A network of salty ponds may be gurgling beneath the South Pole on Mars, alongside a large underground lake, raising the prospect of tiny, swimming Martian life.
Italian scientists reported their findings Monday, two years after identifying what they believed to be a large buried lake. They widened their coverage area by a couple hundred miles, using even more data from a radar sounder on the European Space Agency’s Mars Express orbiter.
In the latest study appearing in the journal Nature Astronomy, the scientists provide further evidence of this salty underground lake, estimated to be 20 to 30 kilometres across and buried 1.5 kilometres beneath the icy surface.
Even more tantalizing, they’ve also identified three smaller bodies of water surrounding the lake. These ponds appear to be of various sizes and are separate from the main lake.
Roughly four billion years ago, Mars was warm and wet, like Earth. But the red planet eventually morphed into the barren, dry world it is today.
The research team led by Roma Tre University’s Sebastian Emanuel Lauro used a method similar to those used on Earth to detect buried lakes in the Antarctic and Canadian Arctic. They based their findings on more than 100 radar observations by Mars Express from 2010 to 2019; the spacecraft was launched in 2003.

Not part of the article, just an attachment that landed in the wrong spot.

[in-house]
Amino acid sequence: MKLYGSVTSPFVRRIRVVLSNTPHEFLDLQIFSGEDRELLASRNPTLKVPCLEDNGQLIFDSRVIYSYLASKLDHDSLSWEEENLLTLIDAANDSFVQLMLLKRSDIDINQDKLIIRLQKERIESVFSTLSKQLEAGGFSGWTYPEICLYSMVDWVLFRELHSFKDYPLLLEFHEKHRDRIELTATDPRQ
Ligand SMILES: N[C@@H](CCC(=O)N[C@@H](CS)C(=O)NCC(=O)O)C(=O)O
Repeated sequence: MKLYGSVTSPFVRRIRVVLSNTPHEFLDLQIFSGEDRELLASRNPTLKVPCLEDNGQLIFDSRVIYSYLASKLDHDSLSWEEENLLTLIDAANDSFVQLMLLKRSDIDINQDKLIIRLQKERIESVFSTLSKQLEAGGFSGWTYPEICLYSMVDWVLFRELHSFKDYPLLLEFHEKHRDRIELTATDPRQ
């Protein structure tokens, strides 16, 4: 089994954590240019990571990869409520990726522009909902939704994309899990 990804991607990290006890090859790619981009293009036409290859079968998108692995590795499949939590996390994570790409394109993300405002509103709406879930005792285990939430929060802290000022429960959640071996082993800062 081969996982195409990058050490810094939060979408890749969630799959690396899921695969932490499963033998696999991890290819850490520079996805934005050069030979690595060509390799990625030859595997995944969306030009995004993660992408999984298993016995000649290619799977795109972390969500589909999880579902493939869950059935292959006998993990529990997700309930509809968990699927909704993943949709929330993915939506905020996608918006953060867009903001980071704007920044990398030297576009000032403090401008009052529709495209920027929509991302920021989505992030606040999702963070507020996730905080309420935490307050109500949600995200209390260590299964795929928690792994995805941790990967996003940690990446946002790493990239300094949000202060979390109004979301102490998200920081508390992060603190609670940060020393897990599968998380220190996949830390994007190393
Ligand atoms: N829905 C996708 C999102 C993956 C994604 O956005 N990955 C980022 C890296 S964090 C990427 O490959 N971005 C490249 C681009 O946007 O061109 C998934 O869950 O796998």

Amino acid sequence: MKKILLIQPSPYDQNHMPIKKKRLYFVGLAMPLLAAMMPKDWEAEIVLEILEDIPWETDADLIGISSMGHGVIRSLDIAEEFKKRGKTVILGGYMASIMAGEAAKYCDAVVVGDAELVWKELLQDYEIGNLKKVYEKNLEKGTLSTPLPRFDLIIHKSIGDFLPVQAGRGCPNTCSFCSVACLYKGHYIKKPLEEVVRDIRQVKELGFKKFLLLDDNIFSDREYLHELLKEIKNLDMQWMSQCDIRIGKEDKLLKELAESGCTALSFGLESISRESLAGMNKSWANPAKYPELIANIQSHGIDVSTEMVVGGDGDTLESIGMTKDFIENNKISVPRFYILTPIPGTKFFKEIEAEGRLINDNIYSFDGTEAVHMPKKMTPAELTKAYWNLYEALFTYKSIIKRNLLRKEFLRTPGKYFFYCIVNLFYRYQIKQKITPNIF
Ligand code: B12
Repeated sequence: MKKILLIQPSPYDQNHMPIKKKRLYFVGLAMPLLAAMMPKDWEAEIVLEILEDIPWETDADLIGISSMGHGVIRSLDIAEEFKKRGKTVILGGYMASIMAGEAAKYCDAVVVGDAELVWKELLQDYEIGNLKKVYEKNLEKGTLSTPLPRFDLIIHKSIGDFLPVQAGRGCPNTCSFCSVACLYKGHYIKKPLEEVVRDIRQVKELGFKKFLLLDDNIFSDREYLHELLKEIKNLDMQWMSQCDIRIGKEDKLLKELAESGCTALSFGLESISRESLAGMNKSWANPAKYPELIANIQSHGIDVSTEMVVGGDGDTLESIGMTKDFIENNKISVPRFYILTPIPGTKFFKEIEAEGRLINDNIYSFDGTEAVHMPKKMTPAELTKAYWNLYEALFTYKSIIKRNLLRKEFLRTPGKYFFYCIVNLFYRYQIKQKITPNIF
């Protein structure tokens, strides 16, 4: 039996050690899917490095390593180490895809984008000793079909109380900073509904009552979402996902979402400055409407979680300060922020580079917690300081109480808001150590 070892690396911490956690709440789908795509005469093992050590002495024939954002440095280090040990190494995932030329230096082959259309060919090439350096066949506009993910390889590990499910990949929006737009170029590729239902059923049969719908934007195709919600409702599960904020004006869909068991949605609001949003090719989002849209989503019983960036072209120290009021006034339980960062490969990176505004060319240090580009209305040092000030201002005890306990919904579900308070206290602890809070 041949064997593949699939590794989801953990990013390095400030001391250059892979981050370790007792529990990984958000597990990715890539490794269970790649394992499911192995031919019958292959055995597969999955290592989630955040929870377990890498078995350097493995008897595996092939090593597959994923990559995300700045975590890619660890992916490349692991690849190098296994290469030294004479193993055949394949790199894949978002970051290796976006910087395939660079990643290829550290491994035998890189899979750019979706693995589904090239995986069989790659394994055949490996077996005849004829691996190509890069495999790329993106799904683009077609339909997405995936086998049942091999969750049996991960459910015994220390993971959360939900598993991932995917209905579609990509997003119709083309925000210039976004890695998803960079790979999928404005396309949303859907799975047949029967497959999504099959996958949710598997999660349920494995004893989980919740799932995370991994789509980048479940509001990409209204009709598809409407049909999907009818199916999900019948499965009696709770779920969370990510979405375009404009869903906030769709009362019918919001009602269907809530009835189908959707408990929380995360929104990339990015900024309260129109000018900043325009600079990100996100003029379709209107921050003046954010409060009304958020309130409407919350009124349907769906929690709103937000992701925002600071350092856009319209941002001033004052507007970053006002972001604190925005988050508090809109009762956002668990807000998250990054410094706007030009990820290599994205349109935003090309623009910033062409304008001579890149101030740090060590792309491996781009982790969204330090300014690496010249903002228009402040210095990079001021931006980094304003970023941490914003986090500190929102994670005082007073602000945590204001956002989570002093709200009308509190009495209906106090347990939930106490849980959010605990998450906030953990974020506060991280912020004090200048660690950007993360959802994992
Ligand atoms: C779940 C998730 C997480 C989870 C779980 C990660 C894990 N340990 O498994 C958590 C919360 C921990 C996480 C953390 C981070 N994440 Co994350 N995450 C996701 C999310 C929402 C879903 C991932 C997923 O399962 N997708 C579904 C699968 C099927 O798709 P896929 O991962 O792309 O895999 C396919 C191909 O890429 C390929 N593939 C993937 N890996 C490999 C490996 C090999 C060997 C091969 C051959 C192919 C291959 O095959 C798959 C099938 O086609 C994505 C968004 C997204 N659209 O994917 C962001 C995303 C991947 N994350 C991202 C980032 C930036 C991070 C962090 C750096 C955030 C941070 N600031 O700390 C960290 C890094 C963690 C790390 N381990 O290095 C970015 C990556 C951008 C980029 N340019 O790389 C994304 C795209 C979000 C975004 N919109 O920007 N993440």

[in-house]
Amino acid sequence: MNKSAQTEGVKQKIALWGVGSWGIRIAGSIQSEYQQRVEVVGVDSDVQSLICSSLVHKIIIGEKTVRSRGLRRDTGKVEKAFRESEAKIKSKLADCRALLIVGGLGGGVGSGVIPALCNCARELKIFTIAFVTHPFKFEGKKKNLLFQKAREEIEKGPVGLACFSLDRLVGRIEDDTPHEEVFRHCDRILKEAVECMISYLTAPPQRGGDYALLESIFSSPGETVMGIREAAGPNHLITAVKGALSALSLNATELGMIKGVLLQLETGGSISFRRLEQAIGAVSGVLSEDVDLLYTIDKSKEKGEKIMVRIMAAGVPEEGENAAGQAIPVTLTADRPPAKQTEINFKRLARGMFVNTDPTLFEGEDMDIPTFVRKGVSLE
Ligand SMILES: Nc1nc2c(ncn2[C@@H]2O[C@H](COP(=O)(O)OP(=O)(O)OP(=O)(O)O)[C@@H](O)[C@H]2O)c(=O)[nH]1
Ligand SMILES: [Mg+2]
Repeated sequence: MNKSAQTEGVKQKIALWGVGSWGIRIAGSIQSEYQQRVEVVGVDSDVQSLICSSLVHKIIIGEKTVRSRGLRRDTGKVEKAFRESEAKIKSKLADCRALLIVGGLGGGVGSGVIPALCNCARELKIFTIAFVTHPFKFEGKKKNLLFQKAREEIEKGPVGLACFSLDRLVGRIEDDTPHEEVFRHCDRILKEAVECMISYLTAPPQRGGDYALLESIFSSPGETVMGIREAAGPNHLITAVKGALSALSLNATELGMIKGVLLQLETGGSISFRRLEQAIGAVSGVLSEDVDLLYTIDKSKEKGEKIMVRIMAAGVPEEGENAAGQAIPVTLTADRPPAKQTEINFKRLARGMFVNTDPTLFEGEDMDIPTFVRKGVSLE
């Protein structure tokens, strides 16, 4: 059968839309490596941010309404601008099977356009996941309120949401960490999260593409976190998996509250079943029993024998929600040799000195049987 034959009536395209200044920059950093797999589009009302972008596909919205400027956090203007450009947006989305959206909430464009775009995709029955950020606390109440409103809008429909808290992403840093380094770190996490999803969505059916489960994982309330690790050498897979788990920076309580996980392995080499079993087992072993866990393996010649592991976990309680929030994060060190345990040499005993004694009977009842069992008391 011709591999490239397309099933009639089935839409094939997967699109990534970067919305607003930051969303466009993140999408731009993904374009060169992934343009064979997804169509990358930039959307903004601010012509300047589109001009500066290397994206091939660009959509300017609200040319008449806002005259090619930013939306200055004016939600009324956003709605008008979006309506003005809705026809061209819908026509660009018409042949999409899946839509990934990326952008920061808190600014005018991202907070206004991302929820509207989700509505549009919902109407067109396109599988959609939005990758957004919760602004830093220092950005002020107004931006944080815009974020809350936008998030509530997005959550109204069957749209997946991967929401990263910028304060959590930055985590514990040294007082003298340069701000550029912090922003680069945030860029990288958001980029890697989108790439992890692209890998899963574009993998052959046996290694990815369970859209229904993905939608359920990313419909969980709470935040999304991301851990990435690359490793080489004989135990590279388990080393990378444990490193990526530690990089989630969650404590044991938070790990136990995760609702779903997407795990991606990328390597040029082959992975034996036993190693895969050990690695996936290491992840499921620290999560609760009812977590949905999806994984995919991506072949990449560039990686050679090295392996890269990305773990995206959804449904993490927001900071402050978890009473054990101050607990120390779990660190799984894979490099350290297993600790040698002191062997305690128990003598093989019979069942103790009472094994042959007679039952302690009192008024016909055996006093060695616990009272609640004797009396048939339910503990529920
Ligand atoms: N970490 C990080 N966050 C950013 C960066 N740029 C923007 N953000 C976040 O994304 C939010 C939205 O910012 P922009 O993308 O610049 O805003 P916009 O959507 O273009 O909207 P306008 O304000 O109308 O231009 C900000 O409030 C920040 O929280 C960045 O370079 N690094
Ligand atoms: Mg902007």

All this potential water raises the possibility of microbial life on — or inside — Mars. High concentrations of salt are likely keeping the water from freezing at this frigid location, the scientists noted. The surface temperature at the South Pole is an estimated -113 degrees C and gets gradually warmer with depth.
These bodies of water are potentially interesting biologically and the researchers wrote that “future missions to Mars should target this region.”
Earlier this year, a new computer model by NASA scientists lent further support to the theory that the ocean beneath the thick, icy crust of Jupiter’s moon Europa could be habitable.